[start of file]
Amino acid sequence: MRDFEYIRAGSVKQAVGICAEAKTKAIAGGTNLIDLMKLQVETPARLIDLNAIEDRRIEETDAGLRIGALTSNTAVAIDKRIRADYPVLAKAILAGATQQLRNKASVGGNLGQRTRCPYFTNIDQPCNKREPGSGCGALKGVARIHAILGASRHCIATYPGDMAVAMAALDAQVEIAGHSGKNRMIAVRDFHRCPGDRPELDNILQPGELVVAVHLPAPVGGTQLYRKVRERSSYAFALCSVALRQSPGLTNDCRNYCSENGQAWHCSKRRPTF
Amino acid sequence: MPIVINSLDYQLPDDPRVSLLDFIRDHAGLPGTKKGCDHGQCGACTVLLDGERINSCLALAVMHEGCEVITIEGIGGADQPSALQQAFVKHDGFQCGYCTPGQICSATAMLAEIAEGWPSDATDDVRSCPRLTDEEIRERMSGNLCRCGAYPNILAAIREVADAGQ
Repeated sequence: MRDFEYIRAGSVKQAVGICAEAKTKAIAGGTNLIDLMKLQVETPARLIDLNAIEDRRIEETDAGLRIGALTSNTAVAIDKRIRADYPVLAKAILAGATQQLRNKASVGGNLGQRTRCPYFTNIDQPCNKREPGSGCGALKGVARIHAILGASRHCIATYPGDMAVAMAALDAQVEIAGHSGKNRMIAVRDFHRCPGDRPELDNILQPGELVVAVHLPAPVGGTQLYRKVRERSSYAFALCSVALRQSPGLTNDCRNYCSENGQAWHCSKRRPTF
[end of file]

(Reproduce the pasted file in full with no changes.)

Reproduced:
Amino acid sequence: MRDFEYIRAGSVKQAVGICAEAKTKAIAGGTNLIDLMKLQVETPARLIDLNAIEDRRIEETDAGLRIGALTSNTAVAIDKRIRADYPVLAKAILAGATQQLRNKASVGGNLGQRTRCPYFTNIDQPCNKREPGSGCGALKGVARIHAILGASRHCIATYPGDMAVAMAALDAQVEIAGHSGKNRMIAVRDFHRCPGDRPELDNILQPGELVVAVHLPAPVGGTQLYRKVRERSSYAFALCSVALRQSPGLTNDCRNYCSENGQAWHCSKRRPTF
Amino acid sequence: MPIVINSLDYQLPDDPRVSLLDFIRDHAGLPGTKKGCDHGQCGACTVLLDGERINSCLALAVMHEGCEVITIEGIGGADQPSALQQAFVKHDGFQCGYCTPGQICSATAMLAEIAEGWPSDATDDVRSCPRLTDEEIRERMSGNLCRCGAYPNILAAIREVADAGQ
Repeated sequence: MRDFEYIRAGSVKQAVGICAEAKTKAIAGGTNLIDLMKLQVETPARLIDLNAIEDRRIEETDAGLRIGALTSNTAVAIDKRIRADYPVLAKAILAGATQQLRNKASVGGNLGQRTRCPYFTNIDQPCNKREPGSGCGALKGVARIHAILGASRHCIATYPGDMAVAMAALDAQVEIAGHSGKNRMIAVRDFHRCPGDRPELDNILQPGELVVAVHLPAPVGGTQLYRKVRERSSYAFALCSVALRQSPGLTNDCRNYCSENGQAWHCSKRRPTF